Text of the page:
Coaching – How to Teach with a Compassionate Heart

A coach is a leader and mentor who helps develop potential. Coaching is integrated into all stages of life, from our first experience in little league to current interactions with career coaches on our jobs. After being coached for so many years, it’s rewarding to switch roles and experience the dynamic from the driver’s seat. However, how you choose to coach will determine whether your guidance is well received or disregarded. Coaching with compassion is one way to show care in your approach. Here are five tips on how to teach with a compassionate heart.

1. Focus on the Positive

Healthy environments are filled with more positive energy than negative. Although a portion of coaching requires you to identify your mentees’ areas of improvement, there will still be countless opportunities to accentuate the good. When your students do well, exuberantly celebrate. When they underperform, put a positive spin on your delivery. Find a silver lining, if possible, and end the conversation on a high note.

2. Correct with Love

Your team members trust you to provide guidance to help them improve. To be coached effectively your mentees must be vulnerable enough to willingly allow you, an outside source, to analyze their actions and point out their errors. That’s a huge feat for most. As their coach, the least you can do in return is respect their vulnerability by choosing to give your correction with love. This means providing gentle advice that is supportive, not belittling, encouraging, not insulting, and helpful, not hurtful. Loving correction is not cutting. It is not cruel. It is not unkind. Instead, it is crafted to provide enlightenment, resolution and progression.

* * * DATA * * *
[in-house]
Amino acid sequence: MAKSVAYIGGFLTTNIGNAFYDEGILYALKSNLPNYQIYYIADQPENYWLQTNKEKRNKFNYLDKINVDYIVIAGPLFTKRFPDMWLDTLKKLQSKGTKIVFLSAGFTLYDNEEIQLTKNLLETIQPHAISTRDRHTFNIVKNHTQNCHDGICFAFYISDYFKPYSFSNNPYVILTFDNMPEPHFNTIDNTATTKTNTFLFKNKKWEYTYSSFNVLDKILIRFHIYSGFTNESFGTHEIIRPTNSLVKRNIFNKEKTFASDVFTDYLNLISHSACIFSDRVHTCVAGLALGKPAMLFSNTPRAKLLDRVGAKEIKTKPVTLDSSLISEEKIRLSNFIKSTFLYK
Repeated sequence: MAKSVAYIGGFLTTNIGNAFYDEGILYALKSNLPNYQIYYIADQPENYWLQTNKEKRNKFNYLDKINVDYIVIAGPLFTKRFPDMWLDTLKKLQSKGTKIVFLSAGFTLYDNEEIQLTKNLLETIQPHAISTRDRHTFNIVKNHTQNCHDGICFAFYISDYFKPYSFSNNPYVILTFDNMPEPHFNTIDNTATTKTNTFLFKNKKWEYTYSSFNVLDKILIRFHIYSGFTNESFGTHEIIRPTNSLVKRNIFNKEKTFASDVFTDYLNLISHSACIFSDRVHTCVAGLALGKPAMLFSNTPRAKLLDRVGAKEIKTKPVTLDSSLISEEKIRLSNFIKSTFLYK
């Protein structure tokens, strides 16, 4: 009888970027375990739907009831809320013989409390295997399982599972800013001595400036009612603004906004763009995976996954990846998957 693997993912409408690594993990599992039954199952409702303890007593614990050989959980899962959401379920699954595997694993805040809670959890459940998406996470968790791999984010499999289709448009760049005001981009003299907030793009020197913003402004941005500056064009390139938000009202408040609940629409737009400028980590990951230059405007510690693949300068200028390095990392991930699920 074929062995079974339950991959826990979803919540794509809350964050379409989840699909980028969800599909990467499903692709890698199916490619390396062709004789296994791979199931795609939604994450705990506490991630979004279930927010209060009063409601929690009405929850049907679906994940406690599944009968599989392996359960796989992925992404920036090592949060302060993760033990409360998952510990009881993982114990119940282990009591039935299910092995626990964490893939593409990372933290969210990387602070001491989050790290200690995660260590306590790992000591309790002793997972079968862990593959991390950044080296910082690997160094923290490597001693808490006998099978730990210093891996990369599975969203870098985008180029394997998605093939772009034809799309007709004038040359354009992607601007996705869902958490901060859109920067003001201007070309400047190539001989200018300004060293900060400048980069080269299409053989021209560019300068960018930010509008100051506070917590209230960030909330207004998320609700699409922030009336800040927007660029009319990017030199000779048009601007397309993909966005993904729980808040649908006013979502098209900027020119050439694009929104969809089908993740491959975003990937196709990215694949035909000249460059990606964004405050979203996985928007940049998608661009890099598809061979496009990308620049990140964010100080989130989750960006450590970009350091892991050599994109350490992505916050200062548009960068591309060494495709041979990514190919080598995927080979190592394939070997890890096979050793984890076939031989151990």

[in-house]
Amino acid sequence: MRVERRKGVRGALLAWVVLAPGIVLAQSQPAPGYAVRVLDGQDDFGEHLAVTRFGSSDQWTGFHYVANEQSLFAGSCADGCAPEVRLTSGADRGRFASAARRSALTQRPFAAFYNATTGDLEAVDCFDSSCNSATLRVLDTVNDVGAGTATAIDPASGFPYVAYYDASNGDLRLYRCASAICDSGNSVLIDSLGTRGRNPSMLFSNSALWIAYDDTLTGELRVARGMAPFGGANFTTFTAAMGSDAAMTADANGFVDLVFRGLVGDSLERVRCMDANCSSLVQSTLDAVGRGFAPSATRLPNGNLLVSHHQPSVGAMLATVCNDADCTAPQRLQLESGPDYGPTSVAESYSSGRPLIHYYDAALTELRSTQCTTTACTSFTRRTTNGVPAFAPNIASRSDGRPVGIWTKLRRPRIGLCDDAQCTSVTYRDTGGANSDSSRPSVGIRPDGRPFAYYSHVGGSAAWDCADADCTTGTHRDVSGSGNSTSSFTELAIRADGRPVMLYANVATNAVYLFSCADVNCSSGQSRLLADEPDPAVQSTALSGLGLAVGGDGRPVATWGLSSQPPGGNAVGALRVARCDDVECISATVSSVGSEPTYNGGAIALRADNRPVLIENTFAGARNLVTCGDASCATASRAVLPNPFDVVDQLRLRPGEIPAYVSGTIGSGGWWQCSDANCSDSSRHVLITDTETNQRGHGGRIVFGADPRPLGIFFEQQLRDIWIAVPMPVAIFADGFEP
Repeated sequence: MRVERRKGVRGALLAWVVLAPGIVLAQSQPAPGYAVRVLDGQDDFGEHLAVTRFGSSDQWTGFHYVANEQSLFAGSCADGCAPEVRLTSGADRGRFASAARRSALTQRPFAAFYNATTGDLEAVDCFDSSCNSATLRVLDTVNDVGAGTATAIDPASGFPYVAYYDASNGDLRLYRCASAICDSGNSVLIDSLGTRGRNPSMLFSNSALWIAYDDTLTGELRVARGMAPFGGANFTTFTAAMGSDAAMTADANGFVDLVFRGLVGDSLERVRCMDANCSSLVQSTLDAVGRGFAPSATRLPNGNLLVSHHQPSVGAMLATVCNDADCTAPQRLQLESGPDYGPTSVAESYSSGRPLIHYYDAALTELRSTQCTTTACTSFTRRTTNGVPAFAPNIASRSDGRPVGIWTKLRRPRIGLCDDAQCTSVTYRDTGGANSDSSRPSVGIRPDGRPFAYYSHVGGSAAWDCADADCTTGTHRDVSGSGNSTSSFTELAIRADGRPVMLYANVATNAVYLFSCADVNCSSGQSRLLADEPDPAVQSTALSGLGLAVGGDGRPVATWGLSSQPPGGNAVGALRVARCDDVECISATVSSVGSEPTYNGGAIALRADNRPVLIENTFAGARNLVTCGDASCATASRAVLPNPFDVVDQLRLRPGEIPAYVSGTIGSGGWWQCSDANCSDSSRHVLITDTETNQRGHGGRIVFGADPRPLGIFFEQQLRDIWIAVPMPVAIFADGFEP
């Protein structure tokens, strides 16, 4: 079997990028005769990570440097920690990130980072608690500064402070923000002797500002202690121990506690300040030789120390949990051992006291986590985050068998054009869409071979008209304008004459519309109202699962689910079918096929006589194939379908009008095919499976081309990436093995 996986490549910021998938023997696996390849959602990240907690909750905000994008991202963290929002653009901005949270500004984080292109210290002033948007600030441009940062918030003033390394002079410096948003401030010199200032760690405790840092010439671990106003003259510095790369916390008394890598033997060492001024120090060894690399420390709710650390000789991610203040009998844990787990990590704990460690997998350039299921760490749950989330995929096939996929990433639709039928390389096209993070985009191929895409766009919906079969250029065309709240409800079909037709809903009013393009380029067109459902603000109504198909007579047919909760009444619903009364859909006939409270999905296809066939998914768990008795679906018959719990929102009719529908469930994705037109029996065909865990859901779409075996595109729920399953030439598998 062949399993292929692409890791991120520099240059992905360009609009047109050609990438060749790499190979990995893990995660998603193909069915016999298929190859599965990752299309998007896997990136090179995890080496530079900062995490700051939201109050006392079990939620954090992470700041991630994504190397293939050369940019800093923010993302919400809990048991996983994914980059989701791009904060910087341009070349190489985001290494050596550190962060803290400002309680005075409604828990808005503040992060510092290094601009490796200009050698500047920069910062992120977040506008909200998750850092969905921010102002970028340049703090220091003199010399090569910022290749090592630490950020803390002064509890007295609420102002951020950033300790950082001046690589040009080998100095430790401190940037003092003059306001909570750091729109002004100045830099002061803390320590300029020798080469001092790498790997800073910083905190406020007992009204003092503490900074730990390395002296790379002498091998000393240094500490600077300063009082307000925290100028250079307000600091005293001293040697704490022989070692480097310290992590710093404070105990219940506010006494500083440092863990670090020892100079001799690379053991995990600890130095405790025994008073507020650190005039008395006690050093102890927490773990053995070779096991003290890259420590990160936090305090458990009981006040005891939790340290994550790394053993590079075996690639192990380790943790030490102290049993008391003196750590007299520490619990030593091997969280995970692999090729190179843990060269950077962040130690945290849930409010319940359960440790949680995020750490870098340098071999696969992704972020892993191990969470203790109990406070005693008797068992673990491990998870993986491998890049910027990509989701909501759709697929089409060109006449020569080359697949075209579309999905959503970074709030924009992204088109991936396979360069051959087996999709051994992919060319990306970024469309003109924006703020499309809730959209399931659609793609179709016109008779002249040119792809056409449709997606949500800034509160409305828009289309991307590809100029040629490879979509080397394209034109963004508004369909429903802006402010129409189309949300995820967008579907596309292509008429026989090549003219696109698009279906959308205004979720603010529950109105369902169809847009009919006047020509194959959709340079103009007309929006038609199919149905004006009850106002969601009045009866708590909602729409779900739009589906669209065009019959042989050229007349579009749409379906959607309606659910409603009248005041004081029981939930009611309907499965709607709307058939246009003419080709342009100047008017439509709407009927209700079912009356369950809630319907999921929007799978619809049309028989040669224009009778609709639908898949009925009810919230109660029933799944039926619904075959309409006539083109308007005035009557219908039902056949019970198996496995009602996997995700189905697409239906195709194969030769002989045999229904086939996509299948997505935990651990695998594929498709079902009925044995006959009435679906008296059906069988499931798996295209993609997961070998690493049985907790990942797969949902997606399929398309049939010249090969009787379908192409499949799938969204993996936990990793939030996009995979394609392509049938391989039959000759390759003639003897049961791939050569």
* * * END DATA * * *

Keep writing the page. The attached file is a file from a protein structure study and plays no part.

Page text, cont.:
3. Practice Empathy

Learning comes with error (and plenty of it). Remembering this caveat is one of the keys to coaching with compassion. At one point or another we’ve all experienced the feelings that come with being a student. There are, of course, the highs of accomplishing new skills and improving old ones, but there are also the lows of temporary failures, uncertainty and frustration. Good coaches show empathy. They keep their own days of learning difficulties fresh in their minds and relate to how it feels to be in their students’ shoes. Compassionate coaches are patient, encouraging and understanding, even of the days their students struggle the most.  

4. Be Approachable and Accessible

Compassionate coaches have an open door policy. To build relationships between a leader and its team members, both frequent communication and solid trust are vital. Students need to feel like they can discuss issues with you whether it’s about their performance or their home life. They should feel comfortable approaching you for help or even just as a listening ear. And lastly, they should be assured that all conversations are confidential. These steps build rapport, community and understanding.

5. Surround Yourself with Like-Minded People

To be the best coach you can be, you must surround yourself with other people who share the same vision. To remain compassionate, seek out others who have the same goals. Build a coaching team of people who agree with your methods. Create a family of like-minded individuals. There will be times of frustration and weariness, but during your weak moments, you will be able to glean inspiration and strength from your compassionate people you’ve placed in your life.

Fulfilling the role as coach in the lives of others is a noble task. Strong coaching is the difference maker in many success stories of athletes, artists and professionals all over the world. Coaching with compassion is one of many positive approaches to offering guidance to those who seek it and these five tips can help you master the technique.

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